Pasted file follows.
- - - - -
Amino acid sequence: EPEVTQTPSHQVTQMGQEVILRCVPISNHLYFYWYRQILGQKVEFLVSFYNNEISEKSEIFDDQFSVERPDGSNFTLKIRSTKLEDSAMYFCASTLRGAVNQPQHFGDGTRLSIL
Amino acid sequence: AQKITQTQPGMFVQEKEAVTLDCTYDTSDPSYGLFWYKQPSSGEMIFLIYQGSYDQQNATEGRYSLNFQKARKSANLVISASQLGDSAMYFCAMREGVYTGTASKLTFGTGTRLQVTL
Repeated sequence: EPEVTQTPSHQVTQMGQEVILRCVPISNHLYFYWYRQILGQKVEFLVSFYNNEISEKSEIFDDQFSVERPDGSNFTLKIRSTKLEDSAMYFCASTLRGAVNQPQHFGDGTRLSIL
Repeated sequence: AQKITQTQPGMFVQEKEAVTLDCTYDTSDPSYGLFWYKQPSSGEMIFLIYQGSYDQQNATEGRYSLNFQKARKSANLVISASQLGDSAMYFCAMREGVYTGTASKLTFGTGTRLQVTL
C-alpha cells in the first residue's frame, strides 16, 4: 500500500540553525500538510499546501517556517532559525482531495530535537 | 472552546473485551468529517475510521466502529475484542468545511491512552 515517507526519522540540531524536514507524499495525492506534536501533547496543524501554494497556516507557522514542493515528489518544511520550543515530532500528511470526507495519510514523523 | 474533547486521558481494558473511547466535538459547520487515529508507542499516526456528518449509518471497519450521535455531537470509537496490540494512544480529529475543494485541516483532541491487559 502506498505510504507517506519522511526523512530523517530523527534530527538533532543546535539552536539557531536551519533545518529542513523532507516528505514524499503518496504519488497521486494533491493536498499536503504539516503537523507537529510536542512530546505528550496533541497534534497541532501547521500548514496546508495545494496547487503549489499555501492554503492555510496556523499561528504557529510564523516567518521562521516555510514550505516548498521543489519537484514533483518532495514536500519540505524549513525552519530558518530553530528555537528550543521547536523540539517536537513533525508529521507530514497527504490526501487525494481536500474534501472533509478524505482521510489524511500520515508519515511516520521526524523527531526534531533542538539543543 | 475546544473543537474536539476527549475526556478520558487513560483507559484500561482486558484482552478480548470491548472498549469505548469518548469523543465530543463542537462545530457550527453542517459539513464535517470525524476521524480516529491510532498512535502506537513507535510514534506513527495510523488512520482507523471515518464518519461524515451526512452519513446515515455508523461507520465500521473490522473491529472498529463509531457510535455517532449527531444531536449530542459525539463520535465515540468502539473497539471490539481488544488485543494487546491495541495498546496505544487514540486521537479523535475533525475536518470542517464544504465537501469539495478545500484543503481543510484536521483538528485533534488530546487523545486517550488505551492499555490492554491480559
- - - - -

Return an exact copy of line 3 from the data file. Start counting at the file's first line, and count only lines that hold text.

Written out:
Repeated sequence: EPEVTQTPSHQVTQMGQEVILRCVPISNHLYFYWYRQILGQKVEFLVSFYNNEISEKSEIFDDQFSVERPDGSNFTLKIRSTKLEDSAMYFCASTLRGAVNQPQHFGDGTRLSIL